On 19th October 1961 P & A Campbell's coal-fired paddle steamer Glen Usk was towed out from Penarth Dock to Cardiff by the tugs Loyal Celt and Carolyn Davies, where she joined her consorts Bristol Queen and Cardiff Queen.
After the financial difficulties of the company and its rescue by George Nott Industries Glen Usk and Cardiff Queen ran for Campbells in 1959 and 1960 but for 1961 flagship Bristol Queen was returned to service leaving Glen Usk languishing for the whole summer season in Penarth. With the closure of Penarth Docks imminent she therefore had to be moved.
Rumours were circulating about the future operations of the company at that time with a suggestion that for 1962 Bristol Queen might go to the South Coast to revive cross Channel trips to France in association with Townsend Ferries and that Glen Usk might be converted to oil firing for more service on the Bristol Channel with Cardiff Queen.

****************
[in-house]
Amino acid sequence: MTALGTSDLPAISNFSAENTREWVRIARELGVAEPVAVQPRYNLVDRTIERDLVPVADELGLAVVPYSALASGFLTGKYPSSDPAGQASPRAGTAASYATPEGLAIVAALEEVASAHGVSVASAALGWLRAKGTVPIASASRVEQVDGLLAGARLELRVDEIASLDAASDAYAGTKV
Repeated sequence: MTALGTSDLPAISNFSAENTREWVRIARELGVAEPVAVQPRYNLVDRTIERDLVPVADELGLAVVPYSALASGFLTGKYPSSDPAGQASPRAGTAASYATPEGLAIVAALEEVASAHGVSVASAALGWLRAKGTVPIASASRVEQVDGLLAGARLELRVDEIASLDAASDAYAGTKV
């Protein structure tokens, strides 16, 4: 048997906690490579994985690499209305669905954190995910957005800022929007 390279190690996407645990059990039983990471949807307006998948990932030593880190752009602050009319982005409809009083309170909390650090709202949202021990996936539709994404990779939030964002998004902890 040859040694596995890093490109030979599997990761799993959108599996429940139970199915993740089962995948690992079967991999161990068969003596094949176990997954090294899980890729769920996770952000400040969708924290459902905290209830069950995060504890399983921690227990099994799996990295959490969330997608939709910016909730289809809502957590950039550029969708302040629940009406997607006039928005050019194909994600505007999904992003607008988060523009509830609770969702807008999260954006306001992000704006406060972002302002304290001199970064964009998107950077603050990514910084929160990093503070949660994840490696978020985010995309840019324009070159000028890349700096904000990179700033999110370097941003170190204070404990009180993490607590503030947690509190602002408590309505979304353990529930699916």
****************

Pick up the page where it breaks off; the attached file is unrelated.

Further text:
Cosens of Weymouth had removed the oil firing equipment from the ex Mersey ferry J Farley during their conversion of her into a static research ship for the Admiralty Underwater Weapons establishment at Portland in 1952. It was said that this kit would be just the job for Glen Usk and using it would be a cheap way of converting her to oil.
In the end nothing came of all this. Bristol Queen and Cardiff Queen were back in service on the Bristol Channel in 1962. Glen Usk remained laid up at Cardiff and was not converted to oil. In April 1963 she was towed away for scrapping in Cork.
19th October 1961 was therefore the last date that Glen Usk could be said to have entered a British port albeit as a dead ship under tow rather than under her own steam.